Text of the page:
All papers are checked via
|← Unquenchable||Waiting for Lightning to Strike →|
Frankl Viktor's character alone makes his incredible contribution to the existing theories. He was trained as an analyst bef0ore the 2nd world war in Germany. He was placed in a concentration camp for the period of that war. It was during that time that he wrote his most important contribution, man's search for a meaning (1984). The first part of the book provides the real account of the experience he underwent in the concentration camps, and how he interpreted the events. In the second half, Frankl introduces logotherapy, the term which mean "meaning therapy"
In the autobiography essay ion man's search for meaning, Frankl displays what human beings are capable of in case they realize that they have nothing to lose part from their own life. He has described the evolution of his emotions in the book, as his time while he is in the concentration camp. According to him, human beings are not only free, but at least they are free to something, particularly to achieve goals and purposes. The primary motivation of humans is seen as being the search for the meaning; the absence of meaning, individuals experiences an abysmal sensation of meaninglessness along with emptiness. Problems that prisoners undergo through are made tolerable by the thoughts of beloved people, religion, and grim sense of humor along with the glimpse of beauty.
Such moments of comfort do not establish the will of life unless they assist prisoners in making a larger sense out of their senseless suffering. At this point, Frankl is relating his own experience to existentialism, in which we encounter a theme of such philosophy that to live is to survive and suffer is finding the meaning in suffering. He explains that, if there is a reason of living, and then there must be a reason of suffering and dying, however, nobody can tell the other, what the reason is. Every person has to discover his meaning for himself, and has to accept the responsibility of that reason. If one succeeds, then he will continue growing despite of all indignities and suffering that is found in the atmosphere like that of Nazi concentration camp, (Frankl, 1997).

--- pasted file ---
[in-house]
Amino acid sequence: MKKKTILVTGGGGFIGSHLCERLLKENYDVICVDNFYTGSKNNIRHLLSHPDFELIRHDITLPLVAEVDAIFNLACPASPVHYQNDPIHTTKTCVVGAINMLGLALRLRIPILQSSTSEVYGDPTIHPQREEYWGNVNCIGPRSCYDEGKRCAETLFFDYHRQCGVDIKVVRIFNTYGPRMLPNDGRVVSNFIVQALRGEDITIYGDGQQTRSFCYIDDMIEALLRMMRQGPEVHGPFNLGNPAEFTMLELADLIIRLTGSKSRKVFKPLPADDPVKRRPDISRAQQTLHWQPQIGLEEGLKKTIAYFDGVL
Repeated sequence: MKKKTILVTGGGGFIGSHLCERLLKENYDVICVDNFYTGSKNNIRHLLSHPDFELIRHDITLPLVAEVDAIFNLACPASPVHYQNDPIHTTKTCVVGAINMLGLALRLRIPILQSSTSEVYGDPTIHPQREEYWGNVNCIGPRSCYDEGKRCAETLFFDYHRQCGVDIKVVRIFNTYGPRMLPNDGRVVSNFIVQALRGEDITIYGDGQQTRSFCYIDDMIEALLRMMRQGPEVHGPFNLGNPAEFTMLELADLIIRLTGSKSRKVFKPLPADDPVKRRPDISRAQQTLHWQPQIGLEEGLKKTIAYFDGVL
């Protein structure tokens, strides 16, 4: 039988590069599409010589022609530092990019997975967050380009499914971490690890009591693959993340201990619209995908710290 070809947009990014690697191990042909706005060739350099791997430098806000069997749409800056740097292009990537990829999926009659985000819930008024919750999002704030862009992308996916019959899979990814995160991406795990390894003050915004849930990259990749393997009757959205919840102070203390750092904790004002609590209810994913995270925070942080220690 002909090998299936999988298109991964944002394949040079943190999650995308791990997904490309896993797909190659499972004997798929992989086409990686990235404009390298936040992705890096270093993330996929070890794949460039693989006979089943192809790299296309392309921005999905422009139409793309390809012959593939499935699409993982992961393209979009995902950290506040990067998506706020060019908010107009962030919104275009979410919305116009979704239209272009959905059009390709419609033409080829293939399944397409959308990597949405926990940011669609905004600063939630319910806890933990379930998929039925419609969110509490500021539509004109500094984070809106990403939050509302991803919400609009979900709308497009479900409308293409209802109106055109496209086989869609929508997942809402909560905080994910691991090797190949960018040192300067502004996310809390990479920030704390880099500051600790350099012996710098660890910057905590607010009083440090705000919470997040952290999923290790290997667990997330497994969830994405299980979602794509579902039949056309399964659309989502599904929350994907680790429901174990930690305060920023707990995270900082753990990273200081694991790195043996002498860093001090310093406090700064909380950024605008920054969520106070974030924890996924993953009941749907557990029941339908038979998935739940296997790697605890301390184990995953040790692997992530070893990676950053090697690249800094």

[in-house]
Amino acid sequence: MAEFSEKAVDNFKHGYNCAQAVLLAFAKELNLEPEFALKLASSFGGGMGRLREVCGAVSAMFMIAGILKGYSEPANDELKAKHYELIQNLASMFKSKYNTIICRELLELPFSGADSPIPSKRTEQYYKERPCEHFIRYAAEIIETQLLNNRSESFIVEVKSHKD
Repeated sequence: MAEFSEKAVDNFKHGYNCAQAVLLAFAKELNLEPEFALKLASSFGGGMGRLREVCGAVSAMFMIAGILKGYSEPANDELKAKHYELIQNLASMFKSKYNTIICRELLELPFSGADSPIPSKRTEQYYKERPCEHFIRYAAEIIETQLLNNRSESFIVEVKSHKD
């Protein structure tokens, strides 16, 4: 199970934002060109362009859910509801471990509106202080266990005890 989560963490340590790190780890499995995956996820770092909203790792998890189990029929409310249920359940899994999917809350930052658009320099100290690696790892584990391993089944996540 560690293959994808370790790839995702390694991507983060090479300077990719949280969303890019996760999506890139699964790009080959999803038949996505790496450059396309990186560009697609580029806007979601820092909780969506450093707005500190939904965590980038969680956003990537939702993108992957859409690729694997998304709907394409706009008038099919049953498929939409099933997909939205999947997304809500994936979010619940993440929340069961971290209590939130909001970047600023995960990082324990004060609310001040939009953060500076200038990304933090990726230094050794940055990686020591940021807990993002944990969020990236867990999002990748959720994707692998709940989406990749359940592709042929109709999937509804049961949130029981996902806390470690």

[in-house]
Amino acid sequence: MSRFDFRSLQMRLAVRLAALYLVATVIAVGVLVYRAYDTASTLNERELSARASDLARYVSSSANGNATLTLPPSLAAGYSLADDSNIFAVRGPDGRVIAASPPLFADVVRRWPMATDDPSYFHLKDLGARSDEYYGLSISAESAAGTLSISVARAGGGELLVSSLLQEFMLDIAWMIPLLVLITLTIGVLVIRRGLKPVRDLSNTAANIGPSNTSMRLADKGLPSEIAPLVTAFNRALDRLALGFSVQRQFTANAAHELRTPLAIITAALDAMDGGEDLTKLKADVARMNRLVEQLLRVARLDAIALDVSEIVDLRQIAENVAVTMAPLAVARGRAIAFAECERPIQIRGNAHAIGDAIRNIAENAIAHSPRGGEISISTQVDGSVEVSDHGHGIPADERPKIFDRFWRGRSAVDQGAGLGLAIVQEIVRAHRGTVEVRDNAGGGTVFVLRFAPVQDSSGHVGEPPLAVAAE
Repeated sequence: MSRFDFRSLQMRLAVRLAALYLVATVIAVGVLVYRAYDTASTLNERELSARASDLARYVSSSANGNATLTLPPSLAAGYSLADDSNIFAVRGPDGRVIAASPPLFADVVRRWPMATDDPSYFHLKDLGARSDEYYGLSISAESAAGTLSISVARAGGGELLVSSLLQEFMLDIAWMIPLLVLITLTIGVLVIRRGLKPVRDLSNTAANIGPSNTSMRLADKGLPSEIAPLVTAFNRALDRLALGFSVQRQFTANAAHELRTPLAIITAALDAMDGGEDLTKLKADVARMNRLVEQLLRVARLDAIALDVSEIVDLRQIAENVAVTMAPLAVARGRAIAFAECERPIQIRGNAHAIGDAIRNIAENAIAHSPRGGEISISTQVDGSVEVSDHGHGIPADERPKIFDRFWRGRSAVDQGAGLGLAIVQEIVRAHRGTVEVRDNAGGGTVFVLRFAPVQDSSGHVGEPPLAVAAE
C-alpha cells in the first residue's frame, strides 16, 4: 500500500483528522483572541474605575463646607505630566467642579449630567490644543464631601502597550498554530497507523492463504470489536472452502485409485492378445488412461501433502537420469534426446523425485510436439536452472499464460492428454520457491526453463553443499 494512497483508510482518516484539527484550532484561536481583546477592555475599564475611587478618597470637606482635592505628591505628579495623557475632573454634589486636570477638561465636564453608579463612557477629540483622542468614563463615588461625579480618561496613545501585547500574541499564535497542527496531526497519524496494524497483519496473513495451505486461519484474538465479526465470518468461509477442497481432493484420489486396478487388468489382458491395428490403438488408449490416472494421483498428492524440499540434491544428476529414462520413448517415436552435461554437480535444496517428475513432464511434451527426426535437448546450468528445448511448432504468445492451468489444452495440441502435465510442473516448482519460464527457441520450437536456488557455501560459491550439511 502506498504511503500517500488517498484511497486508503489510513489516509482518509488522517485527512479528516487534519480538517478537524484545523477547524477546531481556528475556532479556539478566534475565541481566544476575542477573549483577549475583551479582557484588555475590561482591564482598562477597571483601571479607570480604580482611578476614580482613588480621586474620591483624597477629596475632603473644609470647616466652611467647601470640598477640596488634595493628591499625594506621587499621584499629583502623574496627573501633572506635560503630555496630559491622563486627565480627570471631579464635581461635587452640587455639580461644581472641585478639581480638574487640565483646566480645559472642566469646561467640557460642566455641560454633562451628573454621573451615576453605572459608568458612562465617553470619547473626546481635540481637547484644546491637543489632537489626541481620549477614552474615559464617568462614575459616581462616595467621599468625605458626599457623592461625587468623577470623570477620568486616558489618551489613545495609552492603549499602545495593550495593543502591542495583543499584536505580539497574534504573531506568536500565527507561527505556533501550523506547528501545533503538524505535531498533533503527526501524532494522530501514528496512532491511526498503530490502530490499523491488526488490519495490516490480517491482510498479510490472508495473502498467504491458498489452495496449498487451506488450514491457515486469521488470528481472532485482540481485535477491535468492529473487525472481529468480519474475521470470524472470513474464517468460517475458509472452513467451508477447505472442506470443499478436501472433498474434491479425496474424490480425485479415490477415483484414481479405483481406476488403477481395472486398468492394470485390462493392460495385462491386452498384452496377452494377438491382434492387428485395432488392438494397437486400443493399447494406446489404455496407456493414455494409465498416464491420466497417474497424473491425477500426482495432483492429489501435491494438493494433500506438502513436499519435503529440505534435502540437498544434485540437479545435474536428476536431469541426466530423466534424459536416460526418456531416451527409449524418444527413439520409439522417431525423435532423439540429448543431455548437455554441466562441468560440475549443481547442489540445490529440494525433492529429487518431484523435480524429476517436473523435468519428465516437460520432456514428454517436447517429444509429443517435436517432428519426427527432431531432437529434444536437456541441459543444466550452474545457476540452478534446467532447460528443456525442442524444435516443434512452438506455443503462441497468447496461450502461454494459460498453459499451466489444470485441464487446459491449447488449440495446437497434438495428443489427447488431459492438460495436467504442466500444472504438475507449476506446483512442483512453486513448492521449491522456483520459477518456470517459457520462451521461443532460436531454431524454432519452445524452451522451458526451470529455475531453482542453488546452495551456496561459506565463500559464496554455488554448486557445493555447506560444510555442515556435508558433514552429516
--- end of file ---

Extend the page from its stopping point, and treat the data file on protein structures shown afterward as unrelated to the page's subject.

According to Max, Alienation is the estrangement of individuals from the aspect of their human nature. This is based on the fact that, human nature consists in a particular significant set of drives along with tendencies, whose exercise comprises flourishing. Alienation is a situation under which such set of drives and tendencies are stunted. For essential powers, alienation can be used during disempowerment for making one's own life one's object, one's life becomes a capital object. It is believed by Max that, alienation will be a feature of all societies before communism.
Concerning Freud, he talks of the unconscious in demonstrating the possibilities that individuals might not always be aware of their reasons, and even at times refuse to accept them as out reasons. Individuals understanding of psychoanalysis purpose are bound up with the possibilities of reasons construction as well as causes. According to him, man has two main instincts, namely; self-preservation and sexual preservation. Later, Freud added a third destructive instinct. Explains that, instincts are very important in during life construction.
Sartre defines two types of reality which lie beyond individual's conscious experience; the being of the object of consciousness and that concerning the conscious itself. The conscious object exists as in-itself, meaning in an independent and non-relational manner. On the other hand, consciousness of something is usually defined in something else, and there are no any opportunities of grasping it within a conscious experience, it just exists on its own. A very important feature of consciousness according to Sartre is its negative power by which individuals experiences nothing. This form of power is also at work within self, in which it creates an intrinsic lack of self identity. So as a matter of fact, the unity of self is taken as a duty for the for-itself other than as a given, (Caws, 1979).